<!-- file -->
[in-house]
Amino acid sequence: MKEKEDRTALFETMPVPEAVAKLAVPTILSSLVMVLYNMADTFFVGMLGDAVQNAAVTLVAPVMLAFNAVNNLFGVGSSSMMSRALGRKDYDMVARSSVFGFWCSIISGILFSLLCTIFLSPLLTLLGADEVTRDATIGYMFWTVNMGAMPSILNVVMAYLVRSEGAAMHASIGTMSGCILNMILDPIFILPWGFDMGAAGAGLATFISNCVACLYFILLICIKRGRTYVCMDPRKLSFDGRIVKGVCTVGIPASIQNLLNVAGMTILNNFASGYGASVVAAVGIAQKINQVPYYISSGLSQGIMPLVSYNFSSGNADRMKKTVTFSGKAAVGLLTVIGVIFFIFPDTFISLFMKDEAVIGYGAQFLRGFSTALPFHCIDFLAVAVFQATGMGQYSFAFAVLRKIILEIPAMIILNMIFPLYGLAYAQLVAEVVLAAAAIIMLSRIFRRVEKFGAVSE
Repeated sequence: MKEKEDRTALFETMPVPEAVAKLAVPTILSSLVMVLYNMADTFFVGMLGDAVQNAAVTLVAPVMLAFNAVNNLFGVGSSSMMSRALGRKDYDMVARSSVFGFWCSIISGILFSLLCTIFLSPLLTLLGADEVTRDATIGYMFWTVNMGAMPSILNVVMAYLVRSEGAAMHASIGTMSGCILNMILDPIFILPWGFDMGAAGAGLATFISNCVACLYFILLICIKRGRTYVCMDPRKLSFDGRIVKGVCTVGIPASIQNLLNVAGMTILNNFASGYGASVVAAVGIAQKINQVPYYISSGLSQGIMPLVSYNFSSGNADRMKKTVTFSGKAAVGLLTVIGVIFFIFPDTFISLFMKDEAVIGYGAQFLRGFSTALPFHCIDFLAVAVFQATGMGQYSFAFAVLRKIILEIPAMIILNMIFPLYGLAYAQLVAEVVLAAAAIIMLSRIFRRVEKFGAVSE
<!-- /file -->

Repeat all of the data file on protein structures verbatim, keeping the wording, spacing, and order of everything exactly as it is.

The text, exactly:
[in-house]
Amino acid sequence: MKEKEDRTALFETMPVPEAVAKLAVPTILSSLVMVLYNMADTFFVGMLGDAVQNAAVTLVAPVMLAFNAVNNLFGVGSSSMMSRALGRKDYDMVARSSVFGFWCSIISGILFSLLCTIFLSPLLTLLGADEVTRDATIGYMFWTVNMGAMPSILNVVMAYLVRSEGAAMHASIGTMSGCILNMILDPIFILPWGFDMGAAGAGLATFISNCVACLYFILLICIKRGRTYVCMDPRKLSFDGRIVKGVCTVGIPASIQNLLNVAGMTILNNFASGYGASVVAAVGIAQKINQVPYYISSGLSQGIMPLVSYNFSSGNADRMKKTVTFSGKAAVGLLTVIGVIFFIFPDTFISLFMKDEAVIGYGAQFLRGFSTALPFHCIDFLAVAVFQATGMGQYSFAFAVLRKIILEIPAMIILNMIFPLYGLAYAQLVAEVVLAAAAIIMLSRIFRRVEKFGAVSE
Repeated sequence: MKEKEDRTALFETMPVPEAVAKLAVPTILSSLVMVLYNMADTFFVGMLGDAVQNAAVTLVAPVMLAFNAVNNLFGVGSSSMMSRALGRKDYDMVARSSVFGFWCSIISGILFSLLCTIFLSPLLTLLGADEVTRDATIGYMFWTVNMGAMPSILNVVMAYLVRSEGAAMHASIGTMSGCILNMILDPIFILPWGFDMGAAGAGLATFISNCVACLYFILLICIKRGRTYVCMDPRKLSFDGRIVKGVCTVGIPASIQNLLNVAGMTILNNFASGYGASVVAAVGIAQKINQVPYYISSGLSQGIMPLVSYNFSSGNADRMKKTVTFSGKAAVGLLTVIGVIFFIFPDTFISLFMKDEAVIGYGAQFLRGFSTALPFHCIDFLAVAVFQATGMGQYSFAFAVLRKIILEIPAMIILNMIFPLYGLAYAQLVAEVVLAAAAIIMLSRIFRRVEKFGAVSE